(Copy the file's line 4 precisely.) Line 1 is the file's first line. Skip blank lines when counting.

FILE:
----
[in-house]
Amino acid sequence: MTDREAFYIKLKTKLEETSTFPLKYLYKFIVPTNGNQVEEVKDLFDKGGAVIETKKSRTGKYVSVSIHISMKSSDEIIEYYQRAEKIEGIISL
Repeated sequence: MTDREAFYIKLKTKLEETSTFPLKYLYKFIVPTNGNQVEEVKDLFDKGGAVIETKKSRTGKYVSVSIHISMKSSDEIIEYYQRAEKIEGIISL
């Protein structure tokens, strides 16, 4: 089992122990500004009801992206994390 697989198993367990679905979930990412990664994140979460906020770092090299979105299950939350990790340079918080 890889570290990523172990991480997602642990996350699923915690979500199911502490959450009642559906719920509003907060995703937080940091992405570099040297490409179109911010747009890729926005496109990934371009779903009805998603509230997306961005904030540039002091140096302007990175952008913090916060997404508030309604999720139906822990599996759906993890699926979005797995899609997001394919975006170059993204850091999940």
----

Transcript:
């Protein structure tokens, strides 16, 4: 089992122990500004009801992206994390 697989198993367990679905979930990412990664994140979460906020770092090299979105299950939350990790340079918080 890889570290990523172990991480997602642990996350699923915690979500199911502490959450009642559906719920509003907060995703937080940091992405570099040297490409179109911010747009890729926005496109990934371009779903009805998603509230997306961005904030540039002091140096302007990175952008913090916060997404508030309604999720139906822990599996759906993890699926979005797995899609997001394919975006170059993204850091999940």